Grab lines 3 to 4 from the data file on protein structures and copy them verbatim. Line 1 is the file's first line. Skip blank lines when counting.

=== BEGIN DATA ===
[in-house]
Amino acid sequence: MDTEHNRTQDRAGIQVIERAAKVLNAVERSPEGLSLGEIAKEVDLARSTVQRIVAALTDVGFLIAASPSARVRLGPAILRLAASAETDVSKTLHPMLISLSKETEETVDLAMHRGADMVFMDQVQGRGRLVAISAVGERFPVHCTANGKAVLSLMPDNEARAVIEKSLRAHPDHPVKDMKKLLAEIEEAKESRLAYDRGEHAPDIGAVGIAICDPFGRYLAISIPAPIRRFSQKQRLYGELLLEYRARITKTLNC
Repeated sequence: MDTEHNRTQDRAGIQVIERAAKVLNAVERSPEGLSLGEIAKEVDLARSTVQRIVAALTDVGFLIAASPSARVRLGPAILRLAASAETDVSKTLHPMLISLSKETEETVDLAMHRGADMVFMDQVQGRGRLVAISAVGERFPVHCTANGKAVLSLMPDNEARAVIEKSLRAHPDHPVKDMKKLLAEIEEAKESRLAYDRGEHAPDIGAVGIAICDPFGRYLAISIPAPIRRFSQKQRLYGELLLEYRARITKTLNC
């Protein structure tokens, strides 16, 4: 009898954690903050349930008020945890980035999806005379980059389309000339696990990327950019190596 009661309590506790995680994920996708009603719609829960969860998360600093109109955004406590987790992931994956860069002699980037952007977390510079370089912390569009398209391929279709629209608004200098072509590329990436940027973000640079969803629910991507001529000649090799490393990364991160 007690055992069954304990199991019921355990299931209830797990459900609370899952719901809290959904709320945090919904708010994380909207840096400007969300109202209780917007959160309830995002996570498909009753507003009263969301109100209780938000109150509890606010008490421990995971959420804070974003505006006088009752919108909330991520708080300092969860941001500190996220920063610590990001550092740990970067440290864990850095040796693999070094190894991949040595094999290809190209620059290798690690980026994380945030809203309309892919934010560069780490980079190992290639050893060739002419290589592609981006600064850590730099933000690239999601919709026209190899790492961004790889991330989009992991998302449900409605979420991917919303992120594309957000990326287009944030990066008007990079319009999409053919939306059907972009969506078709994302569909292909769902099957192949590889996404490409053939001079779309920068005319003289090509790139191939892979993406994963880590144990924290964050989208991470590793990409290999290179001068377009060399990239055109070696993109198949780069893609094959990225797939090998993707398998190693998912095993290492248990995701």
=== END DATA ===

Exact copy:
Repeated sequence: MDTEHNRTQDRAGIQVIERAAKVLNAVERSPEGLSLGEIAKEVDLARSTVQRIVAALTDVGFLIAASPSARVRLGPAILRLAASAETDVSKTLHPMLISLSKETEETVDLAMHRGADMVFMDQVQGRGRLVAISAVGERFPVHCTANGKAVLSLMPDNEARAVIEKSLRAHPDHPVKDMKKLLAEIEEAKESRLAYDRGEHAPDIGAVGIAICDPFGRYLAISIPAPIRRFSQKQRLYGELLLEYRARITKTLNC
């Protein structure tokens, strides 16, 4: 009898954690903050349930008020945890980035999806005379980059389309000339696990990327950019190596 009661309590506790995680994920996708009603719609829960969860998360600093109109955004406590987790992931994956860069002699980037952007977390510079370089912390569009398209391929279709629209608004200098072509590329990436940027973000640079969803629910991507001529000649090799490393990364991160 007690055992069954304990199991019921355990299931209830797990459900609370899952719901809290959904709320945090919904708010994380909207840096400007969300109202209780917007959160309830995002996570498909009753507003009263969301109100209780938000109150509890606010008490421990995971959420804070974003505006006088009752919108909330991520708080300092969860941001500190996220920063610590990001550092740990970067440290864990850095040796693999070094190894991949040595094999290809190209620059290798690690980026994380945030809203309309892919934010560069780490980079190992290639050893060739002419290589592609981006600064850590730099933000690239999601919709026209190899790492961004790889991330989009992991998302449900409605979420991917919303992120594309957000990326287009944030990066008007990079319009999409053919939306059907972009969506078709994302569909292909769902099957192949590889996404490409053939001079779309920068005319003289090509790139191939892979993406994963880590144990924290964050989208991470590793990409290999290179001068377009060399990239055109070696993109198949780069893609094959990225797939090998993707398998190693998912095993290492248990995701």